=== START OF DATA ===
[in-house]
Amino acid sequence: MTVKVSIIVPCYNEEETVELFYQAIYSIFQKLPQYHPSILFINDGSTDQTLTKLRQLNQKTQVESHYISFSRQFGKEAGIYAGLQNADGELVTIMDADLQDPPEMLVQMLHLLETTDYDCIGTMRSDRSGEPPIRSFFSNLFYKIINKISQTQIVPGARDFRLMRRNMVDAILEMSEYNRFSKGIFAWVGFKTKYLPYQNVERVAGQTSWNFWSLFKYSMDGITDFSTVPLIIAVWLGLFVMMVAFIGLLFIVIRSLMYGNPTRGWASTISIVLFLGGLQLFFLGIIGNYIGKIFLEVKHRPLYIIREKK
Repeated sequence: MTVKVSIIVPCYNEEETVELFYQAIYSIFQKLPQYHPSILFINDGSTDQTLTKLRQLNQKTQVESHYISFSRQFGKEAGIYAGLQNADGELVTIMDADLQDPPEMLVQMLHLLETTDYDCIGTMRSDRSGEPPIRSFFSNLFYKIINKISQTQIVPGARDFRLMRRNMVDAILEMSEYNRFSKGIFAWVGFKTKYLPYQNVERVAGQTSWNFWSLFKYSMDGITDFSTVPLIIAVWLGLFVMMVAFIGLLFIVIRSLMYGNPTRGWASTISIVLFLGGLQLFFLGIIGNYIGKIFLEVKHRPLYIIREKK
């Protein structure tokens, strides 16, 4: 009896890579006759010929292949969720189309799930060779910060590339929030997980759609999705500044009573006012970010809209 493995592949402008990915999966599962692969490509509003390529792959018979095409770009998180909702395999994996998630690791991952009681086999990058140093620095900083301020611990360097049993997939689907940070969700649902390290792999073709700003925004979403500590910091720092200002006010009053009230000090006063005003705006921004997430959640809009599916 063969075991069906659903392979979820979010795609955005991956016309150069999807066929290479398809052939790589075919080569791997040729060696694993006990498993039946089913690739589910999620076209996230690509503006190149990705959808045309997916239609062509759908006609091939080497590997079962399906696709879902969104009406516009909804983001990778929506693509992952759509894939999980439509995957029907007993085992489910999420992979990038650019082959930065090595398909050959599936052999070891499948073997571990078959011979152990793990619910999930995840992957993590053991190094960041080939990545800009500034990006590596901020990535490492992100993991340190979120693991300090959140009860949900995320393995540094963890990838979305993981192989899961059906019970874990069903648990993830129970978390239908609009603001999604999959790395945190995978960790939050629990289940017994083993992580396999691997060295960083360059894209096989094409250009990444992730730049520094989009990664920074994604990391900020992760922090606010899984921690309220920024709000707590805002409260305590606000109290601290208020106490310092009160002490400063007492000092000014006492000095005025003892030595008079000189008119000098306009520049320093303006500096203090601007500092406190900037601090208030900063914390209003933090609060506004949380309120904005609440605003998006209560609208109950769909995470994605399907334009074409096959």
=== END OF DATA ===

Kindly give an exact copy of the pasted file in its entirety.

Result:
[in-house]
Amino acid sequence: MTVKVSIIVPCYNEEETVELFYQAIYSIFQKLPQYHPSILFINDGSTDQTLTKLRQLNQKTQVESHYISFSRQFGKEAGIYAGLQNADGELVTIMDADLQDPPEMLVQMLHLLETTDYDCIGTMRSDRSGEPPIRSFFSNLFYKIINKISQTQIVPGARDFRLMRRNMVDAILEMSEYNRFSKGIFAWVGFKTKYLPYQNVERVAGQTSWNFWSLFKYSMDGITDFSTVPLIIAVWLGLFVMMVAFIGLLFIVIRSLMYGNPTRGWASTISIVLFLGGLQLFFLGIIGNYIGKIFLEVKHRPLYIIREKK
Repeated sequence: MTVKVSIIVPCYNEEETVELFYQAIYSIFQKLPQYHPSILFINDGSTDQTLTKLRQLNQKTQVESHYISFSRQFGKEAGIYAGLQNADGELVTIMDADLQDPPEMLVQMLHLLETTDYDCIGTMRSDRSGEPPIRSFFSNLFYKIINKISQTQIVPGARDFRLMRRNMVDAILEMSEYNRFSKGIFAWVGFKTKYLPYQNVERVAGQTSWNFWSLFKYSMDGITDFSTVPLIIAVWLGLFVMMVAFIGLLFIVIRSLMYGNPTRGWASTISIVLFLGGLQLFFLGIIGNYIGKIFLEVKHRPLYIIREKK
């Protein structure tokens, strides 16, 4: 009896890579006759010929292949969720189309799930060779910060590339929030997980759609999705500044009573006012970010809209 493995592949402008990915999966599962692969490509509003390529792959018979095409770009998180909702395999994996998630690791991952009681086999990058140093620095900083301020611990360097049993997939689907940070969700649902390290792999073709700003925004979403500590910091720092200002006010009053009230000090006063005003705006921004997430959640809009599916 063969075991069906659903392979979820979010795609955005991956016309150069999807066929290479398809052939790589075919080569791997040729060696694993006990498993039946089913690739589910999620076209996230690509503006190149990705959808045309997916239609062509759908006609091939080497590997079962399906696709879902969104009406516009909804983001990778929506693509992952759509894939999980439509995957029907007993085992489910999420992979990038650019082959930065090595398909050959599936052999070891499948073997571990078959011979152990793990619910999930995840992957993590053991190094960041080939990545800009500034990006590596901020990535490492992100993991340190979120693991300090959140009860949900995320393995540094963890990838979305993981192989899961059906019970874990069903648990993830129970978390239908609009603001999604999959790395945190995978960790939050629990289940017994083993992580396999691997060295960083360059894209096989094409250009990444992730730049520094989009990664920074994604990391900020992760922090606010899984921690309220920024709000707590805002409260305590606000109290601290208020106490310092009160002490400063007492000092000014006492000095005025003892030595008079000189008119000098306009520049320093303006500096203090601007500092406190900037601090208030900063914390209003933090609060506004949380309120904005609440605003998006209560609208109950769909995470994605399907334009074409096959």